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All week long reporters and pundits have been issuing apologies for the coverage from New Hampshire, during which it was almost universally declared that Barack Obama would emerge as the Democratic nominee. One piece worth checking out is in Politico. “New Hampshire sealed it,” the story begins. “The winner was Hillary Rodham Clinton, and the loser—not just of Tuesday’s primary but of the 2008 campaign cycle so far—was us. ‘Us’ is the community of reporters, pundits and prognosticators who so confidently—and so rashly—stake our reputations on the illusion that we understand politics and have special insight that allows us to predict the behavior of voters.”
The story sought to identify what went wrong in the coverage. Among the problems it pointed to was the “echo chamber”:
Check out the nicer restaurants in Manchester, N.H., or Des Moines, Iowa, in the political season and you will see the same group of journalists and pols dining together almost every night. We go to events together, make travel plans together and read each other’s work compulsively. We go to the same websites—the Drudge Report, Real Clear Politics, Time’s “The Page”—to see what each other is writing, and it’s only human nature to respond to it. That is one chief reason the… “Hillary is toast” narratives developed so quickly and spread so rapidly.
I wrote an item last Monday on presidential press coverage, saying, “the rooting for Obama and McCain sometimes seems almost palpable.” The Politico piece discussed this as well, saying “it has been tough to avoid a sense this week that some of the coverage has been shaped by journalists rooting for certain outcomes”:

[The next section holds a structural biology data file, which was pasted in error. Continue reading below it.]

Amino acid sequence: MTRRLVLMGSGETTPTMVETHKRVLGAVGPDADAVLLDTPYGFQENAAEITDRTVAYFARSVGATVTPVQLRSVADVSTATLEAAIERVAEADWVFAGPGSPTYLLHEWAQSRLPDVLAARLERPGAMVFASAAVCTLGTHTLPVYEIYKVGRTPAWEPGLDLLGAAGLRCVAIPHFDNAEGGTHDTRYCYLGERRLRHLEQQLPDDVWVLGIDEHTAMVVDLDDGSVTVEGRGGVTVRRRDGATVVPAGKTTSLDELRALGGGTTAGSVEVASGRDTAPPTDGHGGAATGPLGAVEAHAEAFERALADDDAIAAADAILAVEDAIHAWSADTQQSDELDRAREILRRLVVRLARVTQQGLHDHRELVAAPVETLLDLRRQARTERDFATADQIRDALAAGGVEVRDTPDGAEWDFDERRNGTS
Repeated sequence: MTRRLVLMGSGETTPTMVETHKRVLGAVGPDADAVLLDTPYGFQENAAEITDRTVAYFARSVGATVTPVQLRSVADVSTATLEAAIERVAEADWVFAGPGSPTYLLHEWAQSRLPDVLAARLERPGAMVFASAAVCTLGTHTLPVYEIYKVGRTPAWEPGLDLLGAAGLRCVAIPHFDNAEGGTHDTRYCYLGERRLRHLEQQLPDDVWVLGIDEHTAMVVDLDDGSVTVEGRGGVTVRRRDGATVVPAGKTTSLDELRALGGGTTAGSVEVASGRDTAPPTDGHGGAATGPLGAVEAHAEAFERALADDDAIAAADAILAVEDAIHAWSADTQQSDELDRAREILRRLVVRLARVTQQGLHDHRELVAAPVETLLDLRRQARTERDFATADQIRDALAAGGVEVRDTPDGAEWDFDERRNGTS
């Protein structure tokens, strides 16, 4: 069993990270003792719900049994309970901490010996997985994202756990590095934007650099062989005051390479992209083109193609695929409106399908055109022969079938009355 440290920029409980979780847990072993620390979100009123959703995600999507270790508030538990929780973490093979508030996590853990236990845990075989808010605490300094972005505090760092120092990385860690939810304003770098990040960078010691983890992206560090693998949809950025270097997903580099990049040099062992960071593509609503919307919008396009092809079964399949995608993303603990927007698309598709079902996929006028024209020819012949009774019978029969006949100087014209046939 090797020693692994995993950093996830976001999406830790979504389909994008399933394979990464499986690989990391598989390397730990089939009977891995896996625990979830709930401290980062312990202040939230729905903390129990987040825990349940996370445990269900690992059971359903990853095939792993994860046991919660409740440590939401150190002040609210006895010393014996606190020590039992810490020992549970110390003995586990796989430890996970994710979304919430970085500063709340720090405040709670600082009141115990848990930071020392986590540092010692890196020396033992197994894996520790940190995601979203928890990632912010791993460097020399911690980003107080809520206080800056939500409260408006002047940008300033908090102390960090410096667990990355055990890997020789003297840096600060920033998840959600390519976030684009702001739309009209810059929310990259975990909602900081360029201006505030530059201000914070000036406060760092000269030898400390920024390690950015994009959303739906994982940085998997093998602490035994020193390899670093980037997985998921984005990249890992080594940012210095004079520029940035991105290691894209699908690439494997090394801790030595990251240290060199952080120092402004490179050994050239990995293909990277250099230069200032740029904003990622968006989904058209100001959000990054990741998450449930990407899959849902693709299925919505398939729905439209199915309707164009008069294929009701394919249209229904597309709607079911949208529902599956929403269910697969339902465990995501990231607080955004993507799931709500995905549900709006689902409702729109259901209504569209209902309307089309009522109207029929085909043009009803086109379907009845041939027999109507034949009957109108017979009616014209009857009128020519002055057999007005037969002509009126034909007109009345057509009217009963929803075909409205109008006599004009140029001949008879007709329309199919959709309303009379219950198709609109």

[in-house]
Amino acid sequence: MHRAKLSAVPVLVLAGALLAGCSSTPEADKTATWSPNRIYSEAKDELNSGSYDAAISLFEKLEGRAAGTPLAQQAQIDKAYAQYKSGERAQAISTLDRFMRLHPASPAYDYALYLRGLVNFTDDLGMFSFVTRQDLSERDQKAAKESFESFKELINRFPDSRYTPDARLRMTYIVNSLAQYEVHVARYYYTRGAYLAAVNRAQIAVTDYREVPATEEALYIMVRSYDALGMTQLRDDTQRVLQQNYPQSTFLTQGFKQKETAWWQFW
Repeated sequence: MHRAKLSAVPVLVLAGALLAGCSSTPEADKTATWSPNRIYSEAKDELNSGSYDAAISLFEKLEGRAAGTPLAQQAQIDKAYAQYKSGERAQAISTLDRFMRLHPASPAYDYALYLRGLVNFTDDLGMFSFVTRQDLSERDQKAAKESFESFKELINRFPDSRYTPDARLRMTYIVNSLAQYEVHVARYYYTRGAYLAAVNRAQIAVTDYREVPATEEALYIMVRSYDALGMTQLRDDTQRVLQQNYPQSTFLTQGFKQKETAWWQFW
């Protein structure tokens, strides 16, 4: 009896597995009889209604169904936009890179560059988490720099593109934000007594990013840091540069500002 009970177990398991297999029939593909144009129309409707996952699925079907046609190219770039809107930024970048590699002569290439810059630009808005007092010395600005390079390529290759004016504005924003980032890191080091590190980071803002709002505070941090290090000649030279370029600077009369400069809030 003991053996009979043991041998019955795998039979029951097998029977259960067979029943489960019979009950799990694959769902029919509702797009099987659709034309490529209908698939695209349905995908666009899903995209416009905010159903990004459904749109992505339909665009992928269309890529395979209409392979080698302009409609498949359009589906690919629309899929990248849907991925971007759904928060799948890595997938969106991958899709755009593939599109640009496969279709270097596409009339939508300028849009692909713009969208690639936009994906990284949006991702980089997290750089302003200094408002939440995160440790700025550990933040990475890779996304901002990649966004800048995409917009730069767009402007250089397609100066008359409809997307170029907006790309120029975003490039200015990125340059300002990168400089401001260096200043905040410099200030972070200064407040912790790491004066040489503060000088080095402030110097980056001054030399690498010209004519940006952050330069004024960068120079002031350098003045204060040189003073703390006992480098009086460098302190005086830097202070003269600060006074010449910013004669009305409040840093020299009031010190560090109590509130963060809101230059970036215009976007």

NBC’s Brian Williams stirred some controversy earlier in the week when he reported that his network’s correspondent covering Obama admitted it was hard to be objective covering the Illinois senator… McCain also benefits from the personal sentiments of reporters. Many journalists are enamored with McCain because of the access he gives and, above all, the belief that he is free of political artifice.
It’s worth reading the whole thing.
More from Ken Silverstein:
Commentary — November 17, 2015, 6:41 pm
The Clintons’ so-called charitable enterprise has served as a vehicle to launder money and to enrich family friends.
Freddie Gray’s relatives arrived for the trial in the afternoon, after the prep-school kids had left. By their dress, they seemed to have just gotten off work in the medical and clerical fields. The family did not appear at ease in the courtroom. They winced and dropped their heads as William Porter and his fellow officer Zachary Novak testified to opening the doors of their police van last April and finding Freddie paralyzed, unresponsive, with mucus pooling at his mouth and nose. Four women and one man mournfully listened as the officers described needing to get gloves before they could touch him.
The first of six Baltimore police officers to be brought before the court for their treatment of Freddie Gray, a black twenty-five-year-old whose death in their custody was the immediate cause of the city’s uprising last spring, William Porter is young, black, and on trial. Here in this courtroom, in this city, in this nation, race and the future seem so intertwined as to be the same thing.
Percentage of British citizens who say that Northern Ireland should remain part of the United Kingdom:
In the United Kingdom, a penis-shaped Kentish strawberry was not made by snails.
The Playboy mansion in California was bought by the heir to the Twinkie fortune, and a New Mexico man set fire to his apartment to protest his neighbors’ loud lovemaking.
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“Matt was happy enough to sustain himself on the detritus of a world he saw as careening toward self-destruction, and equally happy to scam a government he despised. 'I’m glad everyone’s so wasteful,' he told me. 'It supports my lifestyle.'”